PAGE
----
June 28 - July 4, 2015: Issue 220

 Winter In Australia

 Superb Fairy-wren (Malurus cyaneus) - picture by A J Guesdon, 2015

The Fairy Dell.

'Twas on a sweet spring morn I saw thee first
O Fairy Dell, by man unfairified,
Although some magi there did still abide,
Which exorcise be could not if be durst
The little limpid bubbling rills, which burst
From fernmasked embrasures in the rock side
The glory of the flowers pf springtide ;
The mossy boulders, hardly half immersed
In the low creek, the sunlight flickering
Through the drooped gumleaves in thin chequered shade
And gay wrens, with shrill pipe and rapid wing,
Glittering by, although the axe had laid
Civilization's desolating brand
Upon the graceful work of Nature's hand.

I saw thee next late on an afternoon
Of rainy wrath, the glitter there no more,
The wrens hushed, and the boulders flooded o'er
With swirling muddy waters, which swept on
Over the fall and leapt on the lagoon
With eddying yellow foam and sullen roar,
And, leaving it o'erwhelmed on either shore,
The ferns which arched them from the summer sun.
Nature was dark, and pitiless the rain
Yet I, who love the glowing light and heat
Of southern suns, spite of myself, was fain
The dismal scene as an old friend to greet ;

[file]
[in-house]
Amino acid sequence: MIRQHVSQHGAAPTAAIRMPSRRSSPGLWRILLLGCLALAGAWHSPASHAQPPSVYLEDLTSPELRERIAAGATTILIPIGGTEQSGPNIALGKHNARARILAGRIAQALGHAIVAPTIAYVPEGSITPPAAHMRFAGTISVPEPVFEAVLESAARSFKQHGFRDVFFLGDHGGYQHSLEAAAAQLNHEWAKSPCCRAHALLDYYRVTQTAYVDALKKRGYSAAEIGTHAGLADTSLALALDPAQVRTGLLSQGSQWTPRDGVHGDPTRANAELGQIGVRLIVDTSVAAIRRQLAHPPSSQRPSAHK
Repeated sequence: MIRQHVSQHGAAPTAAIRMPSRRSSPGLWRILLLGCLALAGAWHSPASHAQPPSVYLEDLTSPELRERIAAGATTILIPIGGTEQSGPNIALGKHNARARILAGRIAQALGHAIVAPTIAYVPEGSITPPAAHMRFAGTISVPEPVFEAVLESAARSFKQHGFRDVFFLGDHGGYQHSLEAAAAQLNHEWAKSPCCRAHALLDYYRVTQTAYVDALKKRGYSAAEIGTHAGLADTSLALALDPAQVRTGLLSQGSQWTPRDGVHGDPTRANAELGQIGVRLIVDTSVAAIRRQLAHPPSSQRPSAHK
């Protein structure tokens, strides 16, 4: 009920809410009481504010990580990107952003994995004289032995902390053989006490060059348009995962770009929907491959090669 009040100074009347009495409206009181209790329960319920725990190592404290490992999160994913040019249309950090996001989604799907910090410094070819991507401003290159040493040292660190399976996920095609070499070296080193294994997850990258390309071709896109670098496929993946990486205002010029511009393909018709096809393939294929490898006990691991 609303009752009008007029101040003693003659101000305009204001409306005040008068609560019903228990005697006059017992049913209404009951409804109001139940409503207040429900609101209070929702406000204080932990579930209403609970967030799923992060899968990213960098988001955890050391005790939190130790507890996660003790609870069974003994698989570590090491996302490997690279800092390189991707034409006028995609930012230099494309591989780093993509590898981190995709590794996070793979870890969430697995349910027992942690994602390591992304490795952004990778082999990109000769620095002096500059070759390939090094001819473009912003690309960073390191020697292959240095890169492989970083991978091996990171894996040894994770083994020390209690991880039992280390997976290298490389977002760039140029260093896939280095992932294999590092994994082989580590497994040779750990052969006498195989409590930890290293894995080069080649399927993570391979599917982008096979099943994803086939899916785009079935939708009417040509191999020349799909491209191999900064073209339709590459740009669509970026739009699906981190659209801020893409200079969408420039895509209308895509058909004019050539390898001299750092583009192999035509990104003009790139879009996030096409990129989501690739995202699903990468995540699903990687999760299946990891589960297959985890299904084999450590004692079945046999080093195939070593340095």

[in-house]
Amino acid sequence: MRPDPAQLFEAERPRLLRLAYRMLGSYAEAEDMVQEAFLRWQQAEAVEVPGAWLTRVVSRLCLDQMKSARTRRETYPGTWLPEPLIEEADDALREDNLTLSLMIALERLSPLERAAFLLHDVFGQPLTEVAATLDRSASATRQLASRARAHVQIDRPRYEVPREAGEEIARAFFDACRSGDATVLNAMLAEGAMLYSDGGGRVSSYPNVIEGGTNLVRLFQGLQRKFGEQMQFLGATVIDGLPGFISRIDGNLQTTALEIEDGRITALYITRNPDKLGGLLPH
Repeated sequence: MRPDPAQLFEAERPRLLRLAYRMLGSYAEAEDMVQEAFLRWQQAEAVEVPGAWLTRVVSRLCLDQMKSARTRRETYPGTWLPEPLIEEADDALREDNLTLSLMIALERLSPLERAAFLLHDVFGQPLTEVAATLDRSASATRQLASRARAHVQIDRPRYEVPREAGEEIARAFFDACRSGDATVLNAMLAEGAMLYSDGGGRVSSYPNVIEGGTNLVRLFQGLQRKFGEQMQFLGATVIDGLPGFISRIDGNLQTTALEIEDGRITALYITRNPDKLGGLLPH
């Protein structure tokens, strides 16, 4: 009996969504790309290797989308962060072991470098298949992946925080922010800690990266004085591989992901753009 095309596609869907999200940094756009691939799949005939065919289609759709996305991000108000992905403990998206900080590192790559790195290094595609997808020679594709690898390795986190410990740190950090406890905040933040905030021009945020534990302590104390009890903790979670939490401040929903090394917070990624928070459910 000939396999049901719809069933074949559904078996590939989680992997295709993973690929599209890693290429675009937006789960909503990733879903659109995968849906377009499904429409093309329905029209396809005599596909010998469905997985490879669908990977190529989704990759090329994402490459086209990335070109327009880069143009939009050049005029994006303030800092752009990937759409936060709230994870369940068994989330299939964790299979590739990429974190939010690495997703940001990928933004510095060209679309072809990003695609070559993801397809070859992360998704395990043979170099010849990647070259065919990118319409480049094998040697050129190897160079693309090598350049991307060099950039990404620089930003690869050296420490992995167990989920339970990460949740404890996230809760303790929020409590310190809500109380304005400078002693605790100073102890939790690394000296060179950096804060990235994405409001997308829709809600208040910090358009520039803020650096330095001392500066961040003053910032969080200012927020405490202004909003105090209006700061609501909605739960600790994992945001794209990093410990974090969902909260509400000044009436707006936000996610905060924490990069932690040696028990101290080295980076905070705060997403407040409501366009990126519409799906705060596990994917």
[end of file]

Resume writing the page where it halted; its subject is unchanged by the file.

For so I'd seen the brave brown waters course
Down many a Yorkshire dale and Cumbrian "force."
The Fairy Dell. (1884, June 7). Illustrated Sydney News (NSW : 1881 - 1894), p. 17. Retrieved from http://nla.gov.au/nla.news-article64035496

I must go out to the bush to-day,
For its witching voice I have heard;
The call of the flowers, the call of the trees,
And, oh, the call of a bird!

Loud, clear call from the gum trees tall,  
Soft notes in the woodland hush;
Fairy flutings of dear blue wrens,
And, oh, the call of the thrush!

Never a king had carpet so rare
As that which the earth has spread,
Where royal purples and tender blues
Are blended with gold and red.

The slender clematis has spread her veil  
Of starry blooms to the breeze;
And the bees are murmuring all day long  
In the flowers of the tall gum trees.  

The wattle has brought from the earth's warm heart
The gold that was hidden there;
She has hung it in tassels and fairy balls,
And its perfume has filled the air.

I must go out from the town to-day,
From its noise and turmoil and push,
For I hear the clear call of bird and of tree,
And, oh, the call of the bush!
CALL OF THE BUSH. (1926, August 28). The Sydney Morning Herald (NSW : 1842 - 1954), p. 11. Retrieved fromhttp://nla.gov.au/nla.news-article16332229
Douglas Brooke Wheelton Sladen (5 February 1856, London-12 February 1947, Hove) was an English author and academic.Educated at Temple Grove School, East Sheen, Cheltenham College, and Trinity College, Oxford, in 1879 Sladen migrated to Australia, where he became the first professor of history in the new University of Sydney.

Constance Le Plastrier, born 23 Jan 1864 St Kilda, Victoria, grew up in the Melbourne suburbs of St Kilda and Hawthorn, a member of a well to do family. She became a teacher and, influenced by the works of Cardinal Newman, was received into the Catholic Church in 1895, a decisive event in her life. In 1900 she moved to Sydney, where she continued her teaching career. She wrote botany textbooks and was the first woman to be elected President of the Field Naturalists' Society. She also edited many Shakespearean plays for use in schools. She died 7 Feburary, 1938 in Sydney
Superb Fairy Wren - A J Guesdon picture